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For some odd reason, the whole damn black world gasped when Kodak Black admitted that he doesn’t like Black girls during Instagram Live. Not sure why. Black folk should know self-hate is real and it requires education, self-reflection, and self-love and maybe even therapy to overcome.

This ignant Lil black boy raps like he barely knows his ABCs, spent more time in juvy than school (pretty sure he has yet to acquire a high school diploma), and obviously has had no access to any of the aforementioned. His spewing of anti-blackness, which obviously reflects self-hate and disdain, should be taken as a symptom of larger society’s failure to empower and educate black youth. We should all be appalled that this thinking continues and even the younger generations has yet to escape it.

In response to the backlash from that post, Black took to Instagram recently to clarify that he likes African-American women, just not dark-skinned one.

“I love black, African-American women. It’s just not my forte to deal with a dark-skin woman,” Black captioned the new video.

Well tell us how you really feel then 💅🏽 #KodakBlack

A post shared by The Shade Room (@theshaderoom) on

As offensive as this statement should be, there is no reason why black folks can’t write this display off as plain and simple ignorance. The boy could barely put together a coherent sentence, for heaven’s sake! What kind of expectations should we really have set for him? Expectations that exceed those set for the entire black world, which still props up lighter skin?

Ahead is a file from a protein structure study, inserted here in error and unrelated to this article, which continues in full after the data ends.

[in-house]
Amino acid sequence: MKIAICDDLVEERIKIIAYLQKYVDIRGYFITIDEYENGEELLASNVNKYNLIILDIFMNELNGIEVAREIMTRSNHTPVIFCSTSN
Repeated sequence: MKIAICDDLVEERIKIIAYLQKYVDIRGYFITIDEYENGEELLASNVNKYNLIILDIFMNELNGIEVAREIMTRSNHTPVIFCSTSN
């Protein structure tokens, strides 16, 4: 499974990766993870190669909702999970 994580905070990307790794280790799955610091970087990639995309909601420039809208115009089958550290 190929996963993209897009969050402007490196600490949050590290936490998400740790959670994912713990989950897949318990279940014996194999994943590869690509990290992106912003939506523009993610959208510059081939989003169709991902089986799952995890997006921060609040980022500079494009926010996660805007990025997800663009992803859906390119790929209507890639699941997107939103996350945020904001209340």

The truth of the matter is that while Black’s statements are offensive because they reinforce colorism and anti-blackness, the real offense is in the fact that these kinds of childish, ignorant rappers have come to dominate black hip-hop culture and they obviously have never been afforded the type of guidance and mentorship necessary to create world views that will benefit themselves or people who look just like them. Young rappers like Kodak Black are merely products of their society, upbringing, and environment. They represent the ways in which we all fail, as a collective society, to empower and appreciate blackness and black women specifically. Black is failing black women because society as a whole continues to fail us. He is just the reminder.

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